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Thursday, August 31, 2017

The eyes have it.

"Bravery isn't the absence of fear. Brave is what you are when you're staring fear in the face."

I once had a coworker not like me.
Shocking, I know.
She didn't like me on -what I would describe as - epic proportions. She would speak to everyone in a staff meeting except me, she rejected my attempts to smooth things over - even when I brought her a bouquet of flowers - and never, ever once looked me in the eye. To this day I have no idea what her beef was but I know it was intentional.
Why? Why did coworker refuse to look at me or speak to me?
Was she icing me out for the fun of it?
Maybe....Or?
Or could something else have been going on....in her...that *really* didnt have anything to do with me?

I'll never know but her behavior certainly reminds of this idea of bravery.
Was it brave to hide her face from me?
Or is bravery finding ways to deal with difficult situations?

All I know is how I feel, and when I feel brave my head is up, my posture is tall and I look that thing head on .... when I'm feeling fearful my body reflects it; I shrink a little, I try not to be seen, I divert my eyes.

Being brave then, isn't the absence of feeling the fear, it is facing it and looking it straight in the eyes.

Think about it, see someone you're afraid to have an interaction with at the store? You don't walk right up to them and face them! No you go hide in the pet food aisle and pray they don't have a hungry dog or cat at home.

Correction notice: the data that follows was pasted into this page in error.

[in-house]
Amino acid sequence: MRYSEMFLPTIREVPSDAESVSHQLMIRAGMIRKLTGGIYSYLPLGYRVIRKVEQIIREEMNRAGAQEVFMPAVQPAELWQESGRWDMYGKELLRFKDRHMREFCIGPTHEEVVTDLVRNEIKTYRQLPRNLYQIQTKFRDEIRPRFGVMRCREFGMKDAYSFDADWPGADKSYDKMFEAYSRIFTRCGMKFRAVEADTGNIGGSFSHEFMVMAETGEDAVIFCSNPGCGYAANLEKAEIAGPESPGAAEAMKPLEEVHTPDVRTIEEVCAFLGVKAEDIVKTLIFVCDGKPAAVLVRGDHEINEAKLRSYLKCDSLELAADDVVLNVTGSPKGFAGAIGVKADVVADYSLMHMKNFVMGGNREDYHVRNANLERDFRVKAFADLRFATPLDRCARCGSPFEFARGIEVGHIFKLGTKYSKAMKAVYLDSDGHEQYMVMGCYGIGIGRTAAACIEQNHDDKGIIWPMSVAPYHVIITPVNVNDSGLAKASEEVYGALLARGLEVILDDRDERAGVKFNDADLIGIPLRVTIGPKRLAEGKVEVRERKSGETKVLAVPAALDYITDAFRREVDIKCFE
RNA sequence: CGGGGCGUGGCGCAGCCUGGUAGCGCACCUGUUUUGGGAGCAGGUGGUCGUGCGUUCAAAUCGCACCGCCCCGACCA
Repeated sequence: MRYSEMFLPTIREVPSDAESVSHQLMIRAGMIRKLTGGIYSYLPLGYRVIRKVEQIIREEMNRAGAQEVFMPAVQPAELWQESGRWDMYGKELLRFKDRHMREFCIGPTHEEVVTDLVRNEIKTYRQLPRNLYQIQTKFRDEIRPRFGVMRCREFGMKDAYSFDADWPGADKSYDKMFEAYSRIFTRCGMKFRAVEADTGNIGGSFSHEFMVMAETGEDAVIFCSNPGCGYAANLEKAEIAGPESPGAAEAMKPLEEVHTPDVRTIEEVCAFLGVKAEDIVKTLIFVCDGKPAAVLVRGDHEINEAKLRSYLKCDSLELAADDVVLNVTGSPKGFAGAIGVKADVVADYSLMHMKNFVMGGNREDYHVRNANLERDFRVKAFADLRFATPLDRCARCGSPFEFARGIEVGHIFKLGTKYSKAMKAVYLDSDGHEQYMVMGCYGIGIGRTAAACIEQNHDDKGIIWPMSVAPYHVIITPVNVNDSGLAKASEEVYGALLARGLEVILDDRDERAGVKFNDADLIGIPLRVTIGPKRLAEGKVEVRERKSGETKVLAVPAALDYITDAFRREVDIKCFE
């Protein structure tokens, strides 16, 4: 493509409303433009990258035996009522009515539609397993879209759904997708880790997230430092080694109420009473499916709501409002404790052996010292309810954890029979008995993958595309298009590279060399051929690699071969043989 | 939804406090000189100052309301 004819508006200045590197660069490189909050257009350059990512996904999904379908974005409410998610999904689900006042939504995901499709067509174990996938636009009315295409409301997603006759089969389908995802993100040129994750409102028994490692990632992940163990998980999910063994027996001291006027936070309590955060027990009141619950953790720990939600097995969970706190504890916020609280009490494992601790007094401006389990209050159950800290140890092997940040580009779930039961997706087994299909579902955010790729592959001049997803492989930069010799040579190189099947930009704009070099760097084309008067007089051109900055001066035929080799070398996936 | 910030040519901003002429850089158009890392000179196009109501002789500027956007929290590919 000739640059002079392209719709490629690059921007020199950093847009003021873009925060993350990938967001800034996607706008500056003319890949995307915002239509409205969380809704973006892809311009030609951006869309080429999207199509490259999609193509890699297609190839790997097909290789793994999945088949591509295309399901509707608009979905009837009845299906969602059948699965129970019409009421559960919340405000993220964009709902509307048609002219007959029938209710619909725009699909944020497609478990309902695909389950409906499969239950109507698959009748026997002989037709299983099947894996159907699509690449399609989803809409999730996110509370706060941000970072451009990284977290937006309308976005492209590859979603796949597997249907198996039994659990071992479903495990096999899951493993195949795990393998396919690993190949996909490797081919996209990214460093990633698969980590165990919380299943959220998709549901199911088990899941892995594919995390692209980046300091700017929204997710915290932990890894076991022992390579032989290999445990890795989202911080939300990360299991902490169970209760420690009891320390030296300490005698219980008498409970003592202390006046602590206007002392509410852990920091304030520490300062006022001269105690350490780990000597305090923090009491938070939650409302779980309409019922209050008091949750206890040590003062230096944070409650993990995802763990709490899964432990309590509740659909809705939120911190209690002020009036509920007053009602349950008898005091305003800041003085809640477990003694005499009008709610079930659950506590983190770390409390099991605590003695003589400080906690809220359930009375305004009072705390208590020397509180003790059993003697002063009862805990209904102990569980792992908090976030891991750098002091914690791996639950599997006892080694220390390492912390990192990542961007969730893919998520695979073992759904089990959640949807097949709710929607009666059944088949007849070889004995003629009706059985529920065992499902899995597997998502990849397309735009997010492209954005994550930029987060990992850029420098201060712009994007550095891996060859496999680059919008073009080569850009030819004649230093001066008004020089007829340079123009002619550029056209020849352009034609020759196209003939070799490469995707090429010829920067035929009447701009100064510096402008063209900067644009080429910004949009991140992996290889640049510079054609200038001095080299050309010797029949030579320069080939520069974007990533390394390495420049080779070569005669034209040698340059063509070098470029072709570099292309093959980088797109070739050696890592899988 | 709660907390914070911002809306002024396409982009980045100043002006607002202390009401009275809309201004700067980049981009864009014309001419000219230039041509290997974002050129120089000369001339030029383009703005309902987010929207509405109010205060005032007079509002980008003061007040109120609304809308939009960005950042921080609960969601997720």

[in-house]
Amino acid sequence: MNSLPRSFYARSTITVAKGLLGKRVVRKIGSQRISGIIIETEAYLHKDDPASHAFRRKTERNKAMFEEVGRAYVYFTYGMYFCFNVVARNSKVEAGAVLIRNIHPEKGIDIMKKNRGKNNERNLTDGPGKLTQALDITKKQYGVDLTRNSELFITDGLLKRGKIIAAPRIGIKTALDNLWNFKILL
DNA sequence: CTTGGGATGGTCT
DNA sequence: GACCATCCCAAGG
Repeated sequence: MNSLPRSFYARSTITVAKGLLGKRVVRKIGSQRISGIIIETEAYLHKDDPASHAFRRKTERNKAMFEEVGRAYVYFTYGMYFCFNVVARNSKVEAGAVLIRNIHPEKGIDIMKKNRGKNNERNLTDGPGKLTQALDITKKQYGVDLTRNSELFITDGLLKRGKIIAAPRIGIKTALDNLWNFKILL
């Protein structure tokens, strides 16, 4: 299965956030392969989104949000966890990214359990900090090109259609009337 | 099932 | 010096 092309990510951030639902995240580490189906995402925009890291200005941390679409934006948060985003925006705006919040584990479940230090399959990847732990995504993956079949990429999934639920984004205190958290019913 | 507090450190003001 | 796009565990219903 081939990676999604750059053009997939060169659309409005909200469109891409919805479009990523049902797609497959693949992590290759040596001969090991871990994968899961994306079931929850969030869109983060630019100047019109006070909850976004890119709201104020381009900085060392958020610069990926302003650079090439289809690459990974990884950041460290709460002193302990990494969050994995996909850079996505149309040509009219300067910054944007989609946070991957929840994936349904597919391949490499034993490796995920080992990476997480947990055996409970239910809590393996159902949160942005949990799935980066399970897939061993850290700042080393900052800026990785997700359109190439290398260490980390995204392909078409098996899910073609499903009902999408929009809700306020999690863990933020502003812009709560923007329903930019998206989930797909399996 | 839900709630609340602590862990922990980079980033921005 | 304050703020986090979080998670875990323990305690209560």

Someone compliments your hair or your outfit? For some of us it's scary to be seen/judged/believe we look good so we might mumble a thanks and ... what? Look away.

And it's not always with people that we must be brave.
Situations and seasons and moments and days and jobs and doctor visits are all opportunities.
We must practice lifting our chin
turning our face and
raise our eyes toward that hard thing.
Because THAT is bravery.

Wednesday, June 7, 2017

A Workout Regimen for The Failure


I've just come back from a 1.86 mile walk in my neighborhood. My knee hurts. It will hurt worse later. The tracker I use barely ticked off any calories. In fact, it took me nearly 20 minutes start to finish. Clearly, I am a long way from marathoning anything.

However, I consider myself fit in one way. I was reminded, while walking, thinking, podcasting .... my failure muscles are ripped.

My walk this morning took me past a home I once lived in. Friends took me in, offered me a room and shelter when I was in between living situations. They fed me, cared for me, and in fact, were wonderful hosts. I considered them friends.

Today, if that hostess saw me on the street he would look away. I'm someone he used to know.
That friendship failed.

In fact, I've had a whole line of failures. The memoir I'm going to write will most definitely be chapter after chapter of amazing feats of failure and disappointment with a smattering of triumph.
Which is why recently when I was asked how it is that I am so calm (an inaccurate observation in my opinion), I can say it is because I've lived so many stories that didn't turn out well (and, look at me here! I survived!) that I can trust whatever I'm facing, whatever I'm afraid of, whatever is daunting to me.... will either work out or it won't. While I certainly prefer it to work out, I have come to see also that if it doesn't it will make for a fantastic story, a powerful lesson learned or a stepping stone for the path I need to be on.

Actor Vince Vaughn recently said on The Tim Ferris Show podcast, "The thing about failing is that you realize failure is not as bad as your mind makes it out to be."